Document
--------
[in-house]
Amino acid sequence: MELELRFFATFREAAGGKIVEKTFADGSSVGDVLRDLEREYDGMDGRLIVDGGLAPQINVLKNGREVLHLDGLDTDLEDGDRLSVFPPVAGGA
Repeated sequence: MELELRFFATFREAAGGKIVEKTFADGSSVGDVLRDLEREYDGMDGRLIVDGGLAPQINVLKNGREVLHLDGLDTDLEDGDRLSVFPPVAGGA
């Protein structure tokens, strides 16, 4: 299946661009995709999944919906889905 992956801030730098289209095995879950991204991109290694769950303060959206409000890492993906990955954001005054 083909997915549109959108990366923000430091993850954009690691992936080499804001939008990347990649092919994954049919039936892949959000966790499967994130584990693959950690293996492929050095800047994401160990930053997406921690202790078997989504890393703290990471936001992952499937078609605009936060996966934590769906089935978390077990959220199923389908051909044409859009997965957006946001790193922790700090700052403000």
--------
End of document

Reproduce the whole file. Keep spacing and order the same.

[in-house]
Amino acid sequence: MELELRFFATFREAAGGKIVEKTFADGSSVGDVLRDLEREYDGMDGRLIVDGGLAPQINVLKNGREVLHLDGLDTDLEDGDRLSVFPPVAGGA
Repeated sequence: MELELRFFATFREAAGGKIVEKTFADGSSVGDVLRDLEREYDGMDGRLIVDGGLAPQINVLKNGREVLHLDGLDTDLEDGDRLSVFPPVAGGA
């Protein structure tokens, strides 16, 4: 299946661009995709999944919906889905 992956801030730098289209095995879950991204991109290694769950303060959206409000890492993906990955954001005054 083909997915549109959108990366923000430091993850954009690691992936080499804001939008990347990649092919994954049919039936892949959000966790499967994130584990693959950690293996492929050095800047994401160990930053997406921690202790078997989504890393703290990471936001992952499937078609605009936060996966934590769906089935978390077990959220199923389908051909044409859009997965957006946001790193922790700090700052403000």